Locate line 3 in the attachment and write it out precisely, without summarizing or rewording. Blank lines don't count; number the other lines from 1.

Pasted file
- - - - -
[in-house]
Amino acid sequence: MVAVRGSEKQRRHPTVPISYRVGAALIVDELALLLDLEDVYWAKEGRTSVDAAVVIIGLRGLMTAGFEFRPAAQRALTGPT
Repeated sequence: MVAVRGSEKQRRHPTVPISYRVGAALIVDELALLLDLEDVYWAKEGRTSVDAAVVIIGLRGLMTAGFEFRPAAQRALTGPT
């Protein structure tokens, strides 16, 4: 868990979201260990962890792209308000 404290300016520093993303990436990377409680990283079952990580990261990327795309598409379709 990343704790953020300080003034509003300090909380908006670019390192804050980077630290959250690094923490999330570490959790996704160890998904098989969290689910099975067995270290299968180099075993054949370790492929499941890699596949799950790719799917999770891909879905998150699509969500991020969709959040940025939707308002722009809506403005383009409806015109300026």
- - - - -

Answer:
Repeated sequence: MVAVRGSEKQRRHPTVPISYRVGAALIVDELALLLDLEDVYWAKEGRTSVDAAVVIIGLRGLMTAGFEFRPAAQRALTGPT